Oliver’s unexpectedly frank open letter charged that environmental groups attract “funding from foreign special interest groups” and draw “jet-setting celebrities,” referring to donations from U.S. charitable foundations. His flippant treatment of tar sands opponents highlight the divide between national self-interest and environmental concern on the issue:
These [environmental] groups threaten to hijack our regulatory system to achieve their radical ideological agenda. They seek to exploit any loophole they can find, stacking public hearings with bodies to ensure that delays kill good projects. They use funding from foreign special interest groups to undermine Canada’s national economic interest. They attract jet-setting celebrities with some of the largest personal carbon footprints in the world to lecture Canadians not to develop our natural resources. Finally, if all other avenues have failed, they will take a quintessential American approach: sue everyone and anyone to delay the project even further.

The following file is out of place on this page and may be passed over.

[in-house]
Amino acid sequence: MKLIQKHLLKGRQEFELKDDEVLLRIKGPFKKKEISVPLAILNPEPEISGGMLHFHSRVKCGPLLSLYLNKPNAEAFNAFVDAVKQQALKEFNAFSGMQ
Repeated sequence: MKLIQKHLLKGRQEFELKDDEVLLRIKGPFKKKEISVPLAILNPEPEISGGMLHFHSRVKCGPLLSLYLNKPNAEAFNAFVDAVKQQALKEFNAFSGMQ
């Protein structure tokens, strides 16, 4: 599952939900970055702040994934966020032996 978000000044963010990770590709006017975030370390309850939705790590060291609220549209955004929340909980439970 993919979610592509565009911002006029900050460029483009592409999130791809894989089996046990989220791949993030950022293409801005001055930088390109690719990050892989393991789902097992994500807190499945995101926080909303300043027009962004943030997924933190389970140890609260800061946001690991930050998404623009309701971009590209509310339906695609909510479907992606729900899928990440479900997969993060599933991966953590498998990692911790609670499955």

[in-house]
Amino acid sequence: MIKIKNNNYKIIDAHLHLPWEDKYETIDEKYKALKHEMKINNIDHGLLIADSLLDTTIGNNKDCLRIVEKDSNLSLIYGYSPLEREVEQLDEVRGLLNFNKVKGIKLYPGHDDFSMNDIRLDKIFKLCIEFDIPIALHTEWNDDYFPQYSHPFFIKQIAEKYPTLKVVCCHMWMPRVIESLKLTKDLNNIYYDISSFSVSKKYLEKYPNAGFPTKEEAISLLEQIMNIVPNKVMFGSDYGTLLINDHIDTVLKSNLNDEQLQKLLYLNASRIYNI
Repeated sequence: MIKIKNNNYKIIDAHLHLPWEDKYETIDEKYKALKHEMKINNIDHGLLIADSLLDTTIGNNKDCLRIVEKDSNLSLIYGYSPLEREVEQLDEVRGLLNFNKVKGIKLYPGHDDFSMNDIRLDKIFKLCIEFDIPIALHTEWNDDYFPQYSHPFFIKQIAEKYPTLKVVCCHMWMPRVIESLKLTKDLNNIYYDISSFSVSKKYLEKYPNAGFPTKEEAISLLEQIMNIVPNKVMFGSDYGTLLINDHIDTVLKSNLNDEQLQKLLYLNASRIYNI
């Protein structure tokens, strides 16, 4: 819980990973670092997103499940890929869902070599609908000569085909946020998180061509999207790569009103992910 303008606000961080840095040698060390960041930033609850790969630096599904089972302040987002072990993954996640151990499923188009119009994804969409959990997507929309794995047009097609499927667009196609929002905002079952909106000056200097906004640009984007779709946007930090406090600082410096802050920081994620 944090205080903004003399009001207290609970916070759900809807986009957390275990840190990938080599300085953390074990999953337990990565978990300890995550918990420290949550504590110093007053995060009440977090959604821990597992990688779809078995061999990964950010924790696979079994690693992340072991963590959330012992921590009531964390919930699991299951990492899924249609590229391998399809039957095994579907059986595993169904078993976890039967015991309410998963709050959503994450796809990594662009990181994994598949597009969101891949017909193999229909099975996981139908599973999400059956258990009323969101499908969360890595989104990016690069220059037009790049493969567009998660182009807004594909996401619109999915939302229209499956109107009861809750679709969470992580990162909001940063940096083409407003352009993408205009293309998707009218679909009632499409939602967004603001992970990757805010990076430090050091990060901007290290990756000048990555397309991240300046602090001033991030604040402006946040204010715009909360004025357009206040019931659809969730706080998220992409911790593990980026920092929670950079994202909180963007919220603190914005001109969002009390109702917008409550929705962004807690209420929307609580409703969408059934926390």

Now, the pro-oil sands group Ethical Oil is seeking to ban all foreigners from the discussion. An Ethical Oil spokesperson bluntly said, “Foreigners and their foreign hired hands should butt out.” However, many foreign companies are involved in the tar sands and the issue reaches far beyond Canada. NASA climatologist James Hansen has said if they are developed as planned, it’s “essentially game over” for the climate.